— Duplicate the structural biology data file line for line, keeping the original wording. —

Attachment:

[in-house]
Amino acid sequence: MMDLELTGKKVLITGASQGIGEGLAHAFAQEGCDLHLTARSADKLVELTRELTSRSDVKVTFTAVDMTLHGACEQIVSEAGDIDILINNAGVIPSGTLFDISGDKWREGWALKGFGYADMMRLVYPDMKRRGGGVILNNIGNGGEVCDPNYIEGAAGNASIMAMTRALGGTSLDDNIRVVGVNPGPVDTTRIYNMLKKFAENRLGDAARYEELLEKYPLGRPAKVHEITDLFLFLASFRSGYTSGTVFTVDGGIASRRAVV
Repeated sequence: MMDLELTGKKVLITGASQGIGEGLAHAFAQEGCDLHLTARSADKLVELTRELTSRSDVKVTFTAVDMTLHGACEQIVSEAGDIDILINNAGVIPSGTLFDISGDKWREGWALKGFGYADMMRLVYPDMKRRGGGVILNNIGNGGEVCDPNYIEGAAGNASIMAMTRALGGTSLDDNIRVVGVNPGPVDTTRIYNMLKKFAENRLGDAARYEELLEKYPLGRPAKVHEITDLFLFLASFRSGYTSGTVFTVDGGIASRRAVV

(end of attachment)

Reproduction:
[in-house]
Amino acid sequence: MMDLELTGKKVLITGASQGIGEGLAHAFAQEGCDLHLTARSADKLVELTRELTSRSDVKVTFTAVDMTLHGACEQIVSEAGDIDILINNAGVIPSGTLFDISGDKWREGWALKGFGYADMMRLVYPDMKRRGGGVILNNIGNGGEVCDPNYIEGAAGNASIMAMTRALGGTSLDDNIRVVGVNPGPVDTTRIYNMLKKFAENRLGDAARYEELLEKYPLGRPAKVHEITDLFLFLASFRSGYTSGTVFTVDGGIASRRAVV
Repeated sequence: MMDLELTGKKVLITGASQGIGEGLAHAFAQEGCDLHLTARSADKLVELTRELTSRSDVKVTFTAVDMTLHGACEQIVSEAGDIDILINNAGVIPSGTLFDISGDKWREGWALKGFGYADMMRLVYPDMKRRGGGVILNNIGNGGEVCDPNYIEGAAGNASIMAMTRALGGTSLDDNIRVVGVNPGPVDTTRIYNMLKKFAENRLGDAARYEELLEKYPLGRPAKVHEITDLFLFLASFRSGYTSGTVFTVDGGIASRRAVV